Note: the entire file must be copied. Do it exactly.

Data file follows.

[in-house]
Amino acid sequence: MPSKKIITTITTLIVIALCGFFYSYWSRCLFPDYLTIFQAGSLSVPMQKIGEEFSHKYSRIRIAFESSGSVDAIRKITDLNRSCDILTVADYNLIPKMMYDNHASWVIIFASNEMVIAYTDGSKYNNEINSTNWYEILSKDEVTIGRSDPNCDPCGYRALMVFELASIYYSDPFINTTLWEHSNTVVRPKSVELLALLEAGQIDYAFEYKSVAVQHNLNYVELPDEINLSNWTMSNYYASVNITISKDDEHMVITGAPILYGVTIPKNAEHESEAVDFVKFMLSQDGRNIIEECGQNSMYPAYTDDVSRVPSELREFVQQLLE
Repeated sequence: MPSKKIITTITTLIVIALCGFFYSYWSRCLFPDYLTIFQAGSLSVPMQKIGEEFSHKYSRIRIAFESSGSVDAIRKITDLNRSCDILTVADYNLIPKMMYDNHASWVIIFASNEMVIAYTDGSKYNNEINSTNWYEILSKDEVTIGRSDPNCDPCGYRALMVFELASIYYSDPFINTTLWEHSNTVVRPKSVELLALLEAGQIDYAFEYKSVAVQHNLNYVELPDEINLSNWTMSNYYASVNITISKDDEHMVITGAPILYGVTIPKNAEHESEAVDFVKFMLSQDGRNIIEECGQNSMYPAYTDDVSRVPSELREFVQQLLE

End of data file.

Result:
[in-house]
Amino acid sequence: MPSKKIITTITTLIVIALCGFFYSYWSRCLFPDYLTIFQAGSLSVPMQKIGEEFSHKYSRIRIAFESSGSVDAIRKITDLNRSCDILTVADYNLIPKMMYDNHASWVIIFASNEMVIAYTDGSKYNNEINSTNWYEILSKDEVTIGRSDPNCDPCGYRALMVFELASIYYSDPFINTTLWEHSNTVVRPKSVELLALLEAGQIDYAFEYKSVAVQHNLNYVELPDEINLSNWTMSNYYASVNITISKDDEHMVITGAPILYGVTIPKNAEHESEAVDFVKFMLSQDGRNIIEECGQNSMYPAYTDDVSRVPSELREFVQQLLE
Repeated sequence: MPSKKIITTITTLIVIALCGFFYSYWSRCLFPDYLTIFQAGSLSVPMQKIGEEFSHKYSRIRIAFESSGSVDAIRKITDLNRSCDILTVADYNLIPKMMYDNHASWVIIFASNEMVIAYTDGSKYNNEINSTNWYEILSKDEVTIGRSDPNCDPCGYRALMVFELASIYYSDPFINTTLWEHSNTVVRPKSVELLALLEAGQIDYAFEYKSVAVQHNLNYVELPDEINLSNWTMSNYYASVNITISKDDEHMVITGAPILYGVTIPKNAEHESEAVDFVKFMLSQDGRNIIEECGQNSMYPAYTDDVSRVPSELREFVQQLLE